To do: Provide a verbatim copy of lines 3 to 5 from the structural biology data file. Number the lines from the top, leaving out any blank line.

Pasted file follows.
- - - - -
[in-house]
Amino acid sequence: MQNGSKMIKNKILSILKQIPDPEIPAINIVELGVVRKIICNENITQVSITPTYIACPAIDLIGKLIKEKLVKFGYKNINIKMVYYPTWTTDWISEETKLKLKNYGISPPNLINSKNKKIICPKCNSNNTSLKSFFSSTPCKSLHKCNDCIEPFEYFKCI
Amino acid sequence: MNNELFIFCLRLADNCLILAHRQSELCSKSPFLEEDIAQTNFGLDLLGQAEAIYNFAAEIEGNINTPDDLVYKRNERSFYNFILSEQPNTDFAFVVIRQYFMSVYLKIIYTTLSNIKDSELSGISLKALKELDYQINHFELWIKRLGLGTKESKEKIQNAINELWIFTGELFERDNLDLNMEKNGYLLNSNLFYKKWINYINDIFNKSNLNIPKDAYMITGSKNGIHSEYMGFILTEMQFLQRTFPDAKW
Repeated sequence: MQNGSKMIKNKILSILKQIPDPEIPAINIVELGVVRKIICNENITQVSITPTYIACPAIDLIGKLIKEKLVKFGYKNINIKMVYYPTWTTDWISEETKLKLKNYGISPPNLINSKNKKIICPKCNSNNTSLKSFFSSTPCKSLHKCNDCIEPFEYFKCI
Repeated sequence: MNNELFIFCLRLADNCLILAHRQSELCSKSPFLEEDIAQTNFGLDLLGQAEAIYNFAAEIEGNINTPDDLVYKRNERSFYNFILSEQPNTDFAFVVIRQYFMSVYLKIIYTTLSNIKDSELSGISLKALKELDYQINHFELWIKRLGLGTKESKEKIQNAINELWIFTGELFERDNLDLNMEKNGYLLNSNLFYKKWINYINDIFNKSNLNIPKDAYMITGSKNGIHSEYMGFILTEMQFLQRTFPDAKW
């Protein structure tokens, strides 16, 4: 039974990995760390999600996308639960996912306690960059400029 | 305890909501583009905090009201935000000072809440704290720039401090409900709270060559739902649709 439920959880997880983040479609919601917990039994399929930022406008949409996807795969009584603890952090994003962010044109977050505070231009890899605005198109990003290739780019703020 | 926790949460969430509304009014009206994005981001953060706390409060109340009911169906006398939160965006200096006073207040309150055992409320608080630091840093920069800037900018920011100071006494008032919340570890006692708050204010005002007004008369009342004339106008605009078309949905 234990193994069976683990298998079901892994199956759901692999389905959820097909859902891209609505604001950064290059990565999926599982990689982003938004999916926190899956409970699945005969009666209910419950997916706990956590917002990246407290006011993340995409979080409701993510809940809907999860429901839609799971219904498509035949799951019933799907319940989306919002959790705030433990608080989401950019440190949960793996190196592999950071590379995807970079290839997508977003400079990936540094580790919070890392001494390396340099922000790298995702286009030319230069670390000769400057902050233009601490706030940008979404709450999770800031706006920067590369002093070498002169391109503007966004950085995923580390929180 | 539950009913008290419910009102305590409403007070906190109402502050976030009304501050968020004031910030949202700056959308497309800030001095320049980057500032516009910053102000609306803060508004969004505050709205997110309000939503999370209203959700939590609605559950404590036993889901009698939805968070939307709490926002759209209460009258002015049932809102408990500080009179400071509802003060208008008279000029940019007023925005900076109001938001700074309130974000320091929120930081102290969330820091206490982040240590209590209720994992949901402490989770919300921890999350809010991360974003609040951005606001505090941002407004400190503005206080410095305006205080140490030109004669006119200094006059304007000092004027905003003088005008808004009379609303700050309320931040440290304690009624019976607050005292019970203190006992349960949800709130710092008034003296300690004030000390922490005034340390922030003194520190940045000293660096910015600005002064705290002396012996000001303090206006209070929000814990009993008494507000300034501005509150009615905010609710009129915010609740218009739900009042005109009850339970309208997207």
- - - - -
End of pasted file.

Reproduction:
Amino acid sequence: MNNELFIFCLRLADNCLILAHRQSELCSKSPFLEEDIAQTNFGLDLLGQAEAIYNFAAEIEGNINTPDDLVYKRNERSFYNFILSEQPNTDFAFVVIRQYFMSVYLKIIYTTLSNIKDSELSGISLKALKELDYQINHFELWIKRLGLGTKESKEKIQNAINELWIFTGELFERDNLDLNMEKNGYLLNSNLFYKKWINYINDIFNKSNLNIPKDAYMITGSKNGIHSEYMGFILTEMQFLQRTFPDAKW
Repeated sequence: MQNGSKMIKNKILSILKQIPDPEIPAINIVELGVVRKIICNENITQVSITPTYIACPAIDLIGKLIKEKLVKFGYKNINIKMVYYPTWTTDWISEETKLKLKNYGISPPNLINSKNKKIICPKCNSNNTSLKSFFSSTPCKSLHKCNDCIEPFEYFKCI
Repeated sequence: MNNELFIFCLRLADNCLILAHRQSELCSKSPFLEEDIAQTNFGLDLLGQAEAIYNFAAEIEGNINTPDDLVYKRNERSFYNFILSEQPNTDFAFVVIRQYFMSVYLKIIYTTLSNIKDSELSGISLKALKELDYQINHFELWIKRLGLGTKESKEKIQNAINELWIFTGELFERDNLDLNMEKNGYLLNSNLFYKKWINYINDIFNKSNLNIPKDAYMITGSKNGIHSEYMGFILTEMQFLQRTFPDAKW